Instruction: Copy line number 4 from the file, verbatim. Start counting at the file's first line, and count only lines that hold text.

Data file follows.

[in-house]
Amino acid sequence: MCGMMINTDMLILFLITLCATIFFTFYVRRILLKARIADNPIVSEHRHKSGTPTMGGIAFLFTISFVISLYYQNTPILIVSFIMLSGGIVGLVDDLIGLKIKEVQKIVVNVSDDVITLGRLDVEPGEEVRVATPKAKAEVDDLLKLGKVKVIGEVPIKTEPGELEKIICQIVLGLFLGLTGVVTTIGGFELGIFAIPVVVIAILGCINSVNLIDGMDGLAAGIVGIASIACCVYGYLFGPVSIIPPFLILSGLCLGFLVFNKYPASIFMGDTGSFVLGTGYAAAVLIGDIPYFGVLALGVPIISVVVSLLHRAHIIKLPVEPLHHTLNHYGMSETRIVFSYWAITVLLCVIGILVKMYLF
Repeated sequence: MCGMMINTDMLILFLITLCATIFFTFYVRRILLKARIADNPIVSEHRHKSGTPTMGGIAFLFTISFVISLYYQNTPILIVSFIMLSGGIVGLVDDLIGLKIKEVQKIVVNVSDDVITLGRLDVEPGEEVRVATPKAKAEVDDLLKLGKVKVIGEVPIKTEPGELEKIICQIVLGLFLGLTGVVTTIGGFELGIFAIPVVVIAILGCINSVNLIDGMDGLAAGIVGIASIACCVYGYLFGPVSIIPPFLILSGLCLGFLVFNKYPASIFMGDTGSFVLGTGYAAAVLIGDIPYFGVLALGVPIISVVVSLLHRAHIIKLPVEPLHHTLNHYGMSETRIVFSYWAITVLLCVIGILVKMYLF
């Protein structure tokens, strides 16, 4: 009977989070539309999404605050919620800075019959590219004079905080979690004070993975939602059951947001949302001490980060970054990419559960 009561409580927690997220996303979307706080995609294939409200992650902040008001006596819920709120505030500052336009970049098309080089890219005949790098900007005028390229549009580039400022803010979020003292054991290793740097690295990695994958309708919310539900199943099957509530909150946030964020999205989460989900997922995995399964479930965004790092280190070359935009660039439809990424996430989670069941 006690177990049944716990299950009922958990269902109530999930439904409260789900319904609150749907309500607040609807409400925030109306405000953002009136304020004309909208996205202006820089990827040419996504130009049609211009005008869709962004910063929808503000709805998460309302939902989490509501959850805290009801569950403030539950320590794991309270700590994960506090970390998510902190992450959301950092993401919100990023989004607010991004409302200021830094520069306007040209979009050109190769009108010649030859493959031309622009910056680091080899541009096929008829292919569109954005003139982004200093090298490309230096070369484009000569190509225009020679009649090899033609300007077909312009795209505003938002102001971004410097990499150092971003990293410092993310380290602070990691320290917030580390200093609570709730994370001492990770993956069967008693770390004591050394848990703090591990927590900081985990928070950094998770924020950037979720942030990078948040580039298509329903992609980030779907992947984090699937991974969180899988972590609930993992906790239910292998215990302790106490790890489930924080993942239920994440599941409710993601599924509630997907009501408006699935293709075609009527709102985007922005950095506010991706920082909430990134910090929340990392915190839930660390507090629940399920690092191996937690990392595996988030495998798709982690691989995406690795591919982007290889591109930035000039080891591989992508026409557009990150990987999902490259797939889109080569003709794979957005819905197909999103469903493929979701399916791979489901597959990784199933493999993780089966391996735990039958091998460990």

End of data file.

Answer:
């Protein structure tokens, strides 16, 4: 009977989070539309999404605050919620800075019959590219004079905080979690004070993975939602059951947001949302001490980060970054990419559960 009561409580927690997220996303979307706080995609294939409200992650902040008001006596819920709120505030500052336009970049098309080089890219005949790098900007005028390229549009580039400022803010979020003292054991290793740097690295990695994958309708919310539900199943099957509530909150946030964020999205989460989900997922995995399964479930965004790092280190070359935009660039439809990424996430989670069941 006690177990049944716990299950009922958990269902109530999930439904409260789900319904609150749907309500607040609807409400925030109306405000953002009136304020004309909208996205202006820089990827040419996504130009049609211009005008869709962004910063929808503000709805998460309302939902989490509501959850805290009801569950403030539950320590794991309270700590994960506090970390998510902190992450959301950092993401919100990023989004607010991004409302200021830094520069306007040209979009050109190769009108010649030859493959031309622009910056680091080899541009096929008829292919569109954005003139982004200093090298490309230096070369484009000569190509225009020679009649090899033609300007077909312009795209505003938002102001971004410097990499150092971003990293410092993310380290602070990691320290917030580390200093609570709730994370001492990770993956069967008693770390004591050394848990703090591990927590900081985990928070950094998770924020950037979720942030990078948040580039298509329903992609980030779907992947984090699937991974969180899988972590609930993992906790239910292998215990302790106490790890489930924080993942239920994440599941409710993601599924509630997907009501408006699935293709075609009527709102985007922005950095506010991706920082909430990134910090929340990392915190839930660390507090629940399920690092191996937690990392595996988030495998798709982690691989995406690795591919982007290889591109930035000039080891591989992508026409557009990150990987999902490259797939889109080569003709794979957005819905197909999103469903493929979701399916791979489901597959990784199933493999993780089966391996735990039958091998460990």